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Paving The Way Toward Peace

Grace and peace to you[a] from God our Father and the Lord Jesus Christ. I always thank my God as I remember you in my prayers, because I hear about your love for all his holy people and your faith in the Lord Jesus. I pray that your partnership with us in the faith may be effective in deepening your understanding of every good thing we share for the sake of Christ.
Philemon 3-6

Today the deteriorating conditions in the Middle East have widened the gap between neighbors, friends, and family. Even the various news agencies seem to report the ongoing events while rejecting the concept of mutual tolerance from all who are involved. It appears that our media today is playing out what William Randolph Hearst once said, “Peace doesn’t sell newspapers.” Today it’s not newspapers, it’s “clicks.”
The Book of Philemon addresses the issues of conflict and justified revenge. It speaks with tact and seeks a response of love, but it does so without shrieking from the truth. Philemon was a rich landowner who was converted to Christ under Paul’s ministry, and who was a slave owner, something that was seen as culturally acceptable at the time.
Onesimus was a runaway slave that belonged to Philemon, and who either had stolen from him or damaged his property prior to or during his escape. Fleeing to Rome, Onesimus found Paul and was converted to Christ. Paul then sends him back to reconcile and fulfill Jesus’ mandate of love.

Your love has given me great joy and encouragement, because you, brother, have refreshed the hearts of the Lord’s people. Therefore, although in Christ I could be bold and order you to do what you ought to do, yet I prefer to appeal to you on the basis of love. It is as none other than Paul, an old man and now also a prisoner of Christ Jesus, that I appeal to you for my son Onesimus, who became my son while I was in chains. Formerly he was useless to you, but now he has become useful both to you and to me. I am sending him, who is my very heart, back to you. I would have liked to keep him with me so that he could take your place in helping me while I am in chains for the gospel. But I did not want to do anything without your consent, so that any favor you do would not seem forced but would be voluntary. Perhaps the reason he was separated from you for a little while was that you might have him back forever, no longer as a slave, but better than a slave, as a dear brother. He is very dear to me but even dearer to you, both as a fellow man and as a brother in the Lord. So, if you consider me a partner, welcome him as you would welcome me. If he has done you any wrong or owes you anything, charge it to me. I, Paul, am writing this with my own hand. I will pay it back, not to mention that you owe me your very self. I do wish, brother, that I may have some benefit from you in the Lord; refresh my heart in Christ. Confident of your obedience, I write to you, knowing that you will do even more than I ask. Philemon 1:7-21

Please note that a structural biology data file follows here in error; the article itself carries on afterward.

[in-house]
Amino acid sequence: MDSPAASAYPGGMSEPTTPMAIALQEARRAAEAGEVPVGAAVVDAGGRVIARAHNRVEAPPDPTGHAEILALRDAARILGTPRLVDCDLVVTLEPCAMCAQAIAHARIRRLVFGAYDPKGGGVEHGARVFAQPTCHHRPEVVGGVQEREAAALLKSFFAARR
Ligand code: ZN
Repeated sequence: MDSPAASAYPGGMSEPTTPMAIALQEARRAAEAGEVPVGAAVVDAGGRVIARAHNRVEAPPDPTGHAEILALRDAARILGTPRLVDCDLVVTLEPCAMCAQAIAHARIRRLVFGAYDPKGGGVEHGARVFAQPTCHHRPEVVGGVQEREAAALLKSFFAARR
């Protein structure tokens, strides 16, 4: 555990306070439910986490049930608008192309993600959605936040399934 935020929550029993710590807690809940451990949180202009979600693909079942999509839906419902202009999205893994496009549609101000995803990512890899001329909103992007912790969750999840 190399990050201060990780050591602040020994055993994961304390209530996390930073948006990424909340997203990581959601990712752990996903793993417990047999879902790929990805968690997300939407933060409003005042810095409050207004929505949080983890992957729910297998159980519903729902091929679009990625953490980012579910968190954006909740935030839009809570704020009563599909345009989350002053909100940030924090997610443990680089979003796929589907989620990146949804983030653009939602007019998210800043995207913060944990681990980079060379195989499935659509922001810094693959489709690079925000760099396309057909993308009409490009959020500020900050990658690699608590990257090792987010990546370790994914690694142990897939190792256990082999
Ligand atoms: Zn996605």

Don’t miss the need for Christians to be use tact

Pastor Chuck Swindoll says “tact graces life like fragrance graces a rose. One whiff of those red petals erases any memory of the thorns.” Tact is simple saying the right thing at the right time. It’s the rare gift of not being offensive.